Why Big Book Manuscript Edits Were So Vital

Safe Places for the Holidays
December 23, 2016
The Spirit of Service
January 31, 2017

Bill W finished the pre-publication manuscript (“Multilith”) for the book, Alcoholics Anonymous, in December of 1938. It read like a book of absolute prescriptions e.g.: “Thou shalt under pain of drunkenness,” e.g. :

  • “Rarely have we seen a person fail who has thoroughly followed our path directions.”
  • “If you have decided you want what we have and are willing to go to any length to get it – then you are ready to take certain steps follow directions.”
  • “At some of these we balked you may balk. We thought You may think we could find an easier, softer way. But we could not We doubt you can.”
  • “. . . One who has all power – that One is God. May you You must find Him now!”

These few authoritarian (Thou must) examples are on page 58, but this theme travels throughout the entire step explanation pages of the Manuscript.

In January of 1939, Bill W sent four-hundred manuscripts to members, friends and other allies for comments and evaluation. These were returned with only a few suggestions. However, Hank Parkhurst’s friend, Dr. Howard, a psychiatrist from Montclair, New Jersey, recommended toning down the use of “musts” to: “we ought” or “we should”—etc. Also, instead of the authoritarian word “you” to use the word “we.” (Dr Silkworth and Dr. Tiebout offered similar advice). After all, many of the skid row alcoholics had been repeatedly badgered by do-gooder advice at the missions.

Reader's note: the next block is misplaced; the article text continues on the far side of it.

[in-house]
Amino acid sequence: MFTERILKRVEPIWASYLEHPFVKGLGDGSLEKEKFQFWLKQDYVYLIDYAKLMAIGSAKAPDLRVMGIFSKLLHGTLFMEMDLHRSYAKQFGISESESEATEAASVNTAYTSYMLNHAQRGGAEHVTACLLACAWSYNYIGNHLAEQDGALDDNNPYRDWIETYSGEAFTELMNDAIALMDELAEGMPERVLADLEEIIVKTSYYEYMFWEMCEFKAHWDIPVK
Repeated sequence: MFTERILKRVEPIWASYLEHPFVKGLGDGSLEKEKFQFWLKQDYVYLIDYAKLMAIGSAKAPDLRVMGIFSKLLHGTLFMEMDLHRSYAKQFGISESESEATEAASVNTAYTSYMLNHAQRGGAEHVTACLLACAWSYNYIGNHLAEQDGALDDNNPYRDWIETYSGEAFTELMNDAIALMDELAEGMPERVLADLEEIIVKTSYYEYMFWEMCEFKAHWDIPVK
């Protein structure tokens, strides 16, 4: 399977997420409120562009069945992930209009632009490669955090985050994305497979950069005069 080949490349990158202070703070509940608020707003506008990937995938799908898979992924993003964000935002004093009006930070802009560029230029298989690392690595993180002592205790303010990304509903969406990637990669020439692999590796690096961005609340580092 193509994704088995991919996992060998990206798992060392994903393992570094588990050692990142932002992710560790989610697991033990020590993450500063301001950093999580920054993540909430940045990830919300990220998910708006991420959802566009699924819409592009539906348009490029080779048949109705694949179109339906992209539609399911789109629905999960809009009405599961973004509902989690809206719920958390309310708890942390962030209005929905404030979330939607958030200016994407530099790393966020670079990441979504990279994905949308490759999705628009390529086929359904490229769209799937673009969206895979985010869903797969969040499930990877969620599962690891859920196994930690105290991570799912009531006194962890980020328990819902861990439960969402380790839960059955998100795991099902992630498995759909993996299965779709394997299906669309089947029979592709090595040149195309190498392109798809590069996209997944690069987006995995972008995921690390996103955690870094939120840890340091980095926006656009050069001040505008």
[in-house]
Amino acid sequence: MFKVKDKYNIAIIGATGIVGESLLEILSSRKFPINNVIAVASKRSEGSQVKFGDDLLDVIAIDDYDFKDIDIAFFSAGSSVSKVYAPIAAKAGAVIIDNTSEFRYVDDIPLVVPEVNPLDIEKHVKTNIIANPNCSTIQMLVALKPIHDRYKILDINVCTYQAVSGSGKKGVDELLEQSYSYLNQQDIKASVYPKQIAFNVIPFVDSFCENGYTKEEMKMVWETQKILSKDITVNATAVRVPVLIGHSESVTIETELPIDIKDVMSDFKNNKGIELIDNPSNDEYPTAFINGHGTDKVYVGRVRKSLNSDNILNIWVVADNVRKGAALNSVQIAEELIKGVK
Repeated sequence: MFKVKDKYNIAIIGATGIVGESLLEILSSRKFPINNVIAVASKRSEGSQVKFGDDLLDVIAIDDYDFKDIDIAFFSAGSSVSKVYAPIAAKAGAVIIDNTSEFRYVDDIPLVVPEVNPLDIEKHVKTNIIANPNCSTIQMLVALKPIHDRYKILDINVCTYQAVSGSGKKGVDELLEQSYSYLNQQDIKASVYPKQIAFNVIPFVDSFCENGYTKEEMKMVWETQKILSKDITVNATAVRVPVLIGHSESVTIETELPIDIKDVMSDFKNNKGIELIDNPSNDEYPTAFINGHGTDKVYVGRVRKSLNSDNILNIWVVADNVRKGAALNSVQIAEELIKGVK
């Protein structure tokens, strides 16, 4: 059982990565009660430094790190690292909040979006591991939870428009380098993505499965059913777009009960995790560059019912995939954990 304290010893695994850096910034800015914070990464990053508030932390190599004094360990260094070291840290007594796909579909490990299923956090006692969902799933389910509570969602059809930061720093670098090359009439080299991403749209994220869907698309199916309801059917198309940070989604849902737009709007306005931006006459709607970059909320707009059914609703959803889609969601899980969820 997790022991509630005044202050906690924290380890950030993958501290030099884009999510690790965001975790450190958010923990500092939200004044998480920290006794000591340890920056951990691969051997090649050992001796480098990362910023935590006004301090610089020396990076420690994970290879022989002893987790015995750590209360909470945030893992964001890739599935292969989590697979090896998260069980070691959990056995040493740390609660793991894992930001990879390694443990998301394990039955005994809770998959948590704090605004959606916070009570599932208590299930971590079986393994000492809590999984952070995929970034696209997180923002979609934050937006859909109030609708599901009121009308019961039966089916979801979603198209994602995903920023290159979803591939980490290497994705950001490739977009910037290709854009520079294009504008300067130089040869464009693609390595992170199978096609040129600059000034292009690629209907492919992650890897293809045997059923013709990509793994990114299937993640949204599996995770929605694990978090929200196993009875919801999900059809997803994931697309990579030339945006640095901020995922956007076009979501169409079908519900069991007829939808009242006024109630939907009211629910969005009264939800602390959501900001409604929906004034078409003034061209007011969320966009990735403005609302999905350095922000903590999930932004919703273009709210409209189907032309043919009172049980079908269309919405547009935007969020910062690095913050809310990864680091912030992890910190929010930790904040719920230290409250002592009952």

I believe this caused a major change in the tone of the Big Book—it immediately changed from a book of prescriptions to one of descriptions—from “Thou must” to “This is what we did.” I note that page 58 of our current Big Book announces: “If you have decided you want what we have and are willing to go to any length to get it, . . . What an appealing choice!

A professor from NY University, Tom Uzzell, was paid $380 ($6,419 today) to edit the manuscript in a more professional manner which reduced the pages from over six-hundred to four-hundred.

Another concern was the religious mode. Many wanted a religious tone (mostly Akron members) style while some New Yorkers favored the psychological angle. Arguments ensued! However, Jimmy Burwell came up with the compromising phrase: “God as we understood Him”. Bill called this statement a ten-strike! (Of course, Ebby Thacher told the same to Bill on page 12.).

A scribbled in pencil “Too Groupy” conveyed that a phrase was too much like the religious Oxford Group. An example of this can be found on Manuscript page 43 . . . Bill had written: “When you awake tomorrow morning, look back before the day before. Were you resentful, selfish, dishonest, or afraid?” The words “Oxford Group” are hand written just above these words to signify needed change. This was changed to: “when we retire at night . . .”, etc. as on page 86 of our current Big Book. Without the above two major changes, would the Big Book have sold? I doubt it! Bill W wrote the Big Book, but he had lots of help. Thank you, God,!

Source – By Bob S., Richmond, IN